More specifically, Putin is especially popular among those with strongly nationalist views, who think the American president should put Americans before citizens of other nations. A number of conservative-minded, Republican, working class, and Trump supporters are drawn to Putin’s patriotic and populist sentiments on various issues and his support for traditional values in the areas of family, gender, and education. These same voters have anti-globalist views, so they approve of Putin standing up to the United Nations, the World Trade Organization, the EU, the World Economic Forum, and so on.

Sputnik: According to the Democracy Institute’s poll, Russia is seen as only the fourth-biggest international threat (14 percent), behind China (45 percent), Iran (20 percent) and North Korea (17 percent). Could we expect a change of heart within the US foreign policy establishment, given that former secretary of state Henry Kissinger has already started to talk about the need for a peaceful settlement with Russia and negotiations between Kiev and Moscow?

Patrick Basham: For a host of reasons, the US foreign policy establishment will continue to project Russia as the greatest threat to America. That said, it is also true that America’s foreign policy elites do not wish to be embarrassed for supporting the losing side in the Ukraine-Russia conflict, especially as they have said not only that Ukraine should, but could or would win.

So, Kissinger’s pro-diplomacy speech at the World Economic Forum in Davos was a signal to foreign policy establishments throughout the West that it was time to accept the inevitable in Ukraine – that is, a Russian military victory. As an arch-realist when it comes to foreign policy, Kissinger seeks to lead his American successors down the path of a negotiated settlement that brings the Ukraine conflict to a peaceful conclusion thereby minimising further loss of Ukrainian lives.

At this point in the conflict, Kissinger is in much the same place as most American voters. He and they did not want the conflict to begin in the first place, and neither he nor they wanted it to end the way it apparently will. But both Kissinger and American voters are seeking to get out of the political, economic, and military hole that America’s foreign policy establishment has dug for itself in Ukraine. Given the situation, I believe Kissinger is advising his peers that, clearly, it is now time to stop digging.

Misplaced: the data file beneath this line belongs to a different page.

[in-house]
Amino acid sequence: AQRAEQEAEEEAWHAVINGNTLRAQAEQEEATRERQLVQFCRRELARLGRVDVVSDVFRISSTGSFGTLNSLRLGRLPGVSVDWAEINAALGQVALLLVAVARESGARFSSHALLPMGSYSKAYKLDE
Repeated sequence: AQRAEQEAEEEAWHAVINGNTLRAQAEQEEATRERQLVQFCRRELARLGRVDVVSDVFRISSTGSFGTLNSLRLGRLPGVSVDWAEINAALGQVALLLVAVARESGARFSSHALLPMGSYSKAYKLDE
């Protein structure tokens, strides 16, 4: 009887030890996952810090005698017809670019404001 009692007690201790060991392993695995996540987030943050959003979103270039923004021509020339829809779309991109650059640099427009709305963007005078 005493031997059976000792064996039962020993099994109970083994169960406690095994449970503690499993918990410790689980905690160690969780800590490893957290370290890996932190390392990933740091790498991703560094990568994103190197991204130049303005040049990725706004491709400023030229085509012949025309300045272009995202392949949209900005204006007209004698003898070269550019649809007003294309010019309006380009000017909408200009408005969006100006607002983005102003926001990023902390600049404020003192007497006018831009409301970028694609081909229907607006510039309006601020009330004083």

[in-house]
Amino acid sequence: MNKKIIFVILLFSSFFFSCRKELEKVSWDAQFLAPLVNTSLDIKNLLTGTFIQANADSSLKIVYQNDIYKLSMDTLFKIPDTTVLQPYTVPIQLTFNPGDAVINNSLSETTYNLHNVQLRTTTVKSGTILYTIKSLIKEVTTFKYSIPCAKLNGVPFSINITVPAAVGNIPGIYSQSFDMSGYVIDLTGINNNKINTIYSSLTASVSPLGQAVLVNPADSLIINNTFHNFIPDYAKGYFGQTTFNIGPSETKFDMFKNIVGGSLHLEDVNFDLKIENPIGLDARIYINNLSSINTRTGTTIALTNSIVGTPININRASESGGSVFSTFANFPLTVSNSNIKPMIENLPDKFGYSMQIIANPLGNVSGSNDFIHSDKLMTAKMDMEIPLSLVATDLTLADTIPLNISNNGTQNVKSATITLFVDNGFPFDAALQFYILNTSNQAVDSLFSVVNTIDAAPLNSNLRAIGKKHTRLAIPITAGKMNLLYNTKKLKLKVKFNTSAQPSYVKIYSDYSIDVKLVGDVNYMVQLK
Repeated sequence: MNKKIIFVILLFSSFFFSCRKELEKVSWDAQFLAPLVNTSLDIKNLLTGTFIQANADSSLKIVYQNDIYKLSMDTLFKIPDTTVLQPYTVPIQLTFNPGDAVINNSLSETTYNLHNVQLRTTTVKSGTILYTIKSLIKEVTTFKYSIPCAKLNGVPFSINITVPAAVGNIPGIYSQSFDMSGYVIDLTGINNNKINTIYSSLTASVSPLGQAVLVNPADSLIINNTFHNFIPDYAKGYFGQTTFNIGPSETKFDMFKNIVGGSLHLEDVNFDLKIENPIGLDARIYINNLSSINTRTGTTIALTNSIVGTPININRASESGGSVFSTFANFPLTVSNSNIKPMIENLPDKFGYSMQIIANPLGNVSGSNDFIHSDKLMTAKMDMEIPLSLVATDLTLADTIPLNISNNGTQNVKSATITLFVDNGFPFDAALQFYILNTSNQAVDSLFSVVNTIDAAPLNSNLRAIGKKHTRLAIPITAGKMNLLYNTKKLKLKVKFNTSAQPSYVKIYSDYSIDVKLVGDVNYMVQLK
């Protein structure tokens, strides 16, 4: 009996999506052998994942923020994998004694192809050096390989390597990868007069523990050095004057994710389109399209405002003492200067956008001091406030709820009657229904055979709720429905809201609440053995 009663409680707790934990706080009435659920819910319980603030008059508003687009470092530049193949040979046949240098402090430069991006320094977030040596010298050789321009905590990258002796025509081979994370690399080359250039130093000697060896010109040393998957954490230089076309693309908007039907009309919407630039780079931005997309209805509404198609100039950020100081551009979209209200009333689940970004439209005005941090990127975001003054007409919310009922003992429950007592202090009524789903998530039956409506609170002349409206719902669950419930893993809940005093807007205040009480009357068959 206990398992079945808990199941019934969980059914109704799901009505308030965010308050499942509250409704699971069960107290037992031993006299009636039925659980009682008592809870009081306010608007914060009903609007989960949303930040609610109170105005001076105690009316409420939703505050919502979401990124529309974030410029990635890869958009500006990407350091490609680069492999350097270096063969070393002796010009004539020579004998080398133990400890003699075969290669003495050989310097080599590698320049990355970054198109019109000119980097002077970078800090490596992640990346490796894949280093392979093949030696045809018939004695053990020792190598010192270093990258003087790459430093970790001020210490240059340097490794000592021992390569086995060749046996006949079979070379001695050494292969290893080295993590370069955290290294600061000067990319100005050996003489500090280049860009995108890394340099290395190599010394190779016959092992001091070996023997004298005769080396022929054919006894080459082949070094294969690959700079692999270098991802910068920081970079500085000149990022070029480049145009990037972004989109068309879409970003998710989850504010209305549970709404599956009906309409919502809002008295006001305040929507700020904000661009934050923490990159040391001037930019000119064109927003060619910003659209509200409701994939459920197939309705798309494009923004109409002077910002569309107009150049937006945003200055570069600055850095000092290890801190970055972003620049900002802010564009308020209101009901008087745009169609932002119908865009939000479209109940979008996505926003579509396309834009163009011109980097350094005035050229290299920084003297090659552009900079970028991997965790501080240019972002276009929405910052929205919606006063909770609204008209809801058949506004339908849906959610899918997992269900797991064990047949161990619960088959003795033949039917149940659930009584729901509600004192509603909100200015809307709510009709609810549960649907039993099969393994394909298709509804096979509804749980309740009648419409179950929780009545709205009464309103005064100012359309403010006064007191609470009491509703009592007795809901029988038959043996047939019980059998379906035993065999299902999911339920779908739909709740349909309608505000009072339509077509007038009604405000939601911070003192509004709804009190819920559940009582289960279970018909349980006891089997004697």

Russia not waging campaign against Ukraine’s culture, says diplomat

MOSCOW, June 3. /TASS/. Russia has never sought to harm Ukraine’s culture in any way, Russian Foreign Ministry Spokeswoman Maria Zakharova told a news briefing on Friday.

“Who has ever tried to intentionally damage Ukraine’s cultural heritage, when and in what way?” Zakharova said. “Unlike our neighbors, we have never been prone to such behavior. We have not launched a campaign to demolish monuments to prominent Ukrainians or rename streets, bearing their names, and have never done so.”

The EU’s accusations against Russia of damaging Ukraine’s cultural heritage cause confusion, Zakharova said. “What are you talking about? Do the people, who level such claims, know anything about our common history, about present-day reality?”

The EU’s weapons supplies to Ukraine are in conflict with the objective to protect and restore Ukraine’s cultural heritage the bloc has been declaring, the diplomat said.

“That’s another example of Brussels’ destructive logic: it is prepared to sacrifice basic principles of international humanitarian cooperation and politicize culture, sports, science and youth policy, while pursuing its aims or the aims imposed on it,” Zakharova said.


No understanding yet as for dates of possible referendums in Donbass — Kremlin spokesman

Dmitry Peskov remarked that “this is a very important issue and as the corresponding conditions take shape, the situation in this field will get clearer”

MOSCOW, June 3. /TASS/. There is no understanding regarding the dates of possible referendums in Donbass and a number of liberated regions of Ukraine, Russian presidential spokesman Dmitry Peskov told the media on Friday.

“No, there is no understanding yet regarding the time frame,” he said, while answering a question about the Kremlin’s position on when possible referendums on these territories’ admission to Russia might take place.